Worth Watching: Defending the Freedom to Give in 2021

Worth Watching: Defending the Freedom to Give in 2021

Jan 21, 2021 Joanne Florino

Last week, I hosted a webinar called “Defending the Freedom to Give in 2021.” The webinar’s expert panel—Sandra Swirski, partner at Urban Swirski & Associates in Washington, D.C.; Kristina Rasmussen, project lead at The Philanthropy Roundtable; and Christie Herrera, the Roundtable’s vice president of policy and government affairs—provided our audience with a robust and informative assessment of the challenges to philanthropic freedom in a changed political environment.

With unified government, Swirski warned, policy proposals can be bigger and rhetoric bolder. Narrow margins in both House and Senate may temper this somewhat, but a focus on redistributing wealth could pull in philanthropic assets as part of personal wealth. Legislators who view the charitable deduction and tax exemption as government subsidies that convert charitable dollars into public property will not hesitate to impose regulations and mandates on generous donors about how, when, and where they disburse their charitable dollars. She also cautioned our audience to be alert to “state and federal efforts to chip away at donor privacy” and to push back against any casual attempt to use the term “dark money” to describe charitable donations.

Rasmussen built on Swirski’s discussion of one-party control, calling it “a moment of great opportunity, as well as great risk, for the philanthropic sector.” Opportunities include proposals that recognize the important roles charities have played—and will continue to play—as communities confront ongoing health and economic crises. An expansion of the charitable deduction, for example, could be on the table.

On the other hand, existing risks include the Patriotic Millionaires’ push to force a three-year, 10% payout rate on private foundations and donor-advised funds (DAFs), as well as problematic donor disclosure rules for some 501(c) groups that could easily expand to include all tax-exempt organizations.

Rasmussen also highlighted several troublesome aspects of a proposal coming from philanthropist John Arnold and Boston College law professor Ray Madoff, who would force Congress to make making sweeping changes to laws governing donor-advised funds and private foundations:

  • Ending DAFs as we know them and creating new rules that would withhold upfront tax benefits for donors who want more than 15 years to distribute funds. This rule makes a dangerous distinction among 501(c)(3) organizations that could be expanded to make subjective distinctions among “worthy” and “unworthy” charities.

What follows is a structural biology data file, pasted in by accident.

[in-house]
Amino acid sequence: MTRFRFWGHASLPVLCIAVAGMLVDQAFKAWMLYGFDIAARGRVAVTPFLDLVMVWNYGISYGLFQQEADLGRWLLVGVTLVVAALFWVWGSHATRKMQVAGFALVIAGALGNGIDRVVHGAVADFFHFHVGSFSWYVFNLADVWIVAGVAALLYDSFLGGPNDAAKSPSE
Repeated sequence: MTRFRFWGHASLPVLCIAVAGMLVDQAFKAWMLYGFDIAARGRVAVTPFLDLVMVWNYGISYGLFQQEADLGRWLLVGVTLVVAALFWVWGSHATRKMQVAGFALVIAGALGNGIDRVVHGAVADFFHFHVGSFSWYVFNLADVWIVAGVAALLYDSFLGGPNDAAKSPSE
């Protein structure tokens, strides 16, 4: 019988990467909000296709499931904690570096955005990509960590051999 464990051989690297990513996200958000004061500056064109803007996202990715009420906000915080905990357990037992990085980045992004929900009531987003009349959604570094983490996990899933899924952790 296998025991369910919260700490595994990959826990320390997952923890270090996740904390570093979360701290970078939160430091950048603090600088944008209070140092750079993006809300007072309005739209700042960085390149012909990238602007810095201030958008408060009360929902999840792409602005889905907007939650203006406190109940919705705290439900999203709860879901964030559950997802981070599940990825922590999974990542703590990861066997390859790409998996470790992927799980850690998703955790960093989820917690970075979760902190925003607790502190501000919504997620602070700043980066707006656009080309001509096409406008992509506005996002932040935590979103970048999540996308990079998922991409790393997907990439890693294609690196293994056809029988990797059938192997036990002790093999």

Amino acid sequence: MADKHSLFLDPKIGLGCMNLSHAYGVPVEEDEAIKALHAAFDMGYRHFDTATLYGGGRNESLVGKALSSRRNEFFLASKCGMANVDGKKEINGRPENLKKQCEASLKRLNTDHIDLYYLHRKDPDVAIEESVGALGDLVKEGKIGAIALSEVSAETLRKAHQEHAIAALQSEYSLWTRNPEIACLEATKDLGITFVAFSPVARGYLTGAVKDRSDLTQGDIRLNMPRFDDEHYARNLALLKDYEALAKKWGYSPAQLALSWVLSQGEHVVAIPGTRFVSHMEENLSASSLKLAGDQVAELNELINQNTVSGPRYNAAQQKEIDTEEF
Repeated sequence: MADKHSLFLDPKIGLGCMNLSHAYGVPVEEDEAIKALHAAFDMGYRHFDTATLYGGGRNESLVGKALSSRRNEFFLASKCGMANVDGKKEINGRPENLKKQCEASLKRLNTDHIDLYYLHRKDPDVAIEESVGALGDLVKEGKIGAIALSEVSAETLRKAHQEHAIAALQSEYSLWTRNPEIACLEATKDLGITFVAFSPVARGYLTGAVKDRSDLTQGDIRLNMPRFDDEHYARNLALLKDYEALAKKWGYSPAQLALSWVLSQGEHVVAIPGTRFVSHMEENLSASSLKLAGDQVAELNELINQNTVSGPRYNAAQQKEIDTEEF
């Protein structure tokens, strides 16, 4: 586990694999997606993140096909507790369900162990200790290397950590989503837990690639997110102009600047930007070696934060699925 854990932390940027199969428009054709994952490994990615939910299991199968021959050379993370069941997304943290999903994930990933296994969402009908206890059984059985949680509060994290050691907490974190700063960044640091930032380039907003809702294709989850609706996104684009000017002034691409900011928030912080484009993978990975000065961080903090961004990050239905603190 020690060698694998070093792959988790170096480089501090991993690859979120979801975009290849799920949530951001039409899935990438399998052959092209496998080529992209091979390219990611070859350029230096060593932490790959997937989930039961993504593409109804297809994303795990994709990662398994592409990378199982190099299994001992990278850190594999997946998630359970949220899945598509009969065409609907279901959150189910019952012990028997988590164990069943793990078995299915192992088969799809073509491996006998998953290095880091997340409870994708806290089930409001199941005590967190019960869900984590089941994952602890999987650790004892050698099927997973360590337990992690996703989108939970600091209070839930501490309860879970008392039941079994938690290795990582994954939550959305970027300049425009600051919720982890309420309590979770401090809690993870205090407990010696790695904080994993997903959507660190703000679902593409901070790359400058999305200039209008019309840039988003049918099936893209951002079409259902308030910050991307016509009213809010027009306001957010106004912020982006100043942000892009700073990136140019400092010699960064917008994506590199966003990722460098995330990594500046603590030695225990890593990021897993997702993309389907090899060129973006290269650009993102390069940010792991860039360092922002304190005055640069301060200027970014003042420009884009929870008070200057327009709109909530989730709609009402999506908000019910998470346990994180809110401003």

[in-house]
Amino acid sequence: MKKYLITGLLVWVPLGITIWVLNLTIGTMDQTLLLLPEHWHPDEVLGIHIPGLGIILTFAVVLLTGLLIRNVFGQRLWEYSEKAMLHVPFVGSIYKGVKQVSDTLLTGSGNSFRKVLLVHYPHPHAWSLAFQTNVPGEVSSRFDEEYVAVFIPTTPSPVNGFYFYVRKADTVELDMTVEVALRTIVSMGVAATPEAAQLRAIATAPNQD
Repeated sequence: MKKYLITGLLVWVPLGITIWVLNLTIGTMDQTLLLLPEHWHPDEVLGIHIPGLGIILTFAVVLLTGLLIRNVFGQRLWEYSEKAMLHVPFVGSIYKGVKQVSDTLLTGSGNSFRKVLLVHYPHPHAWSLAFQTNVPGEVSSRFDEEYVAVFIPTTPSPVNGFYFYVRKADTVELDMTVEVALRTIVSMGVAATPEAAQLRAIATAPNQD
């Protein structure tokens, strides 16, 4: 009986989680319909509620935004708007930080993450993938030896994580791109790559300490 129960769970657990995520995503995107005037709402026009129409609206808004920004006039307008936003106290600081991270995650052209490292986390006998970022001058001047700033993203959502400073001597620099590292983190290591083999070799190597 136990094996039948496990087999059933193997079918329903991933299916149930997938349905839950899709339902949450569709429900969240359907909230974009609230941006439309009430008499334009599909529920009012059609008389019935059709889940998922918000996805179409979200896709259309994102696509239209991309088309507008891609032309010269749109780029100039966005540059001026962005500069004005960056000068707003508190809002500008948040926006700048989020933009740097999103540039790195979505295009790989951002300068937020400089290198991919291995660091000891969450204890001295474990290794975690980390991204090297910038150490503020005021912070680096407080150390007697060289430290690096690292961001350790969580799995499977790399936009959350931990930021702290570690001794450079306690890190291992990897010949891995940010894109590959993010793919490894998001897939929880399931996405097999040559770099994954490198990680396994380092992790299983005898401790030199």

• Threatening donor privacy by disallowing private foundation gifts to DAFs to count toward the required 5% distribution. We know that donors often use DAFs to support controversial causes while protecting the personal safety of both grantors and grantees.   

  • Questioning the role of family members in family foundations by disallowing the salaries and travel costs of family staff performing necessary foundation functions to count toward the required 5% distribution. This would make a dangerous distinction between family and non-family staff members with identical roles and responsibilities, and would open the door to other unnecessary restrictions on family philanthropy. 

Following up on the donor-privacy concerns expressed by her fellow panelists, Herrera provided a timely view of recent developments in this area on both the federal and state levels. Most encouraging was her reminder that the U.S. Supreme Court will hear its first donor-privacy case in 63 years sometime in the next session.  

The case now before it stems from a lawsuit filed in 2016 by the Americans for Prosperity Foundation against then-California Attorney General Kamala Harris, challenging her requirement that charitable organizations turn over the names and addresses of their donors, arguing that there is no compelling state interest for the government to have this information, and noting that leaks of donors’ names and addresses could put those people at risk for real harm. The Roundtable will file an amicus brief in this case (as we have done previously), Herrera noted, because “charitable donor privacy is a longstanding and vital part of a robust and free civil society and the state does not need the bulk collection of donor information in order to have proper oversight of charitable organizations.” 

At The Philanthropy Roundtable, protecting philanthropic freedom is a critical component of our mission, and we define it as first, an individual or organization’s freedom to exercise generosity by making voluntary charitable donations for the sake of the wellbeing and improvement of society, and second, as an individual or organization's freedom from restriction or coercion in the exercise of such generosity.  

You can view the full webinar here: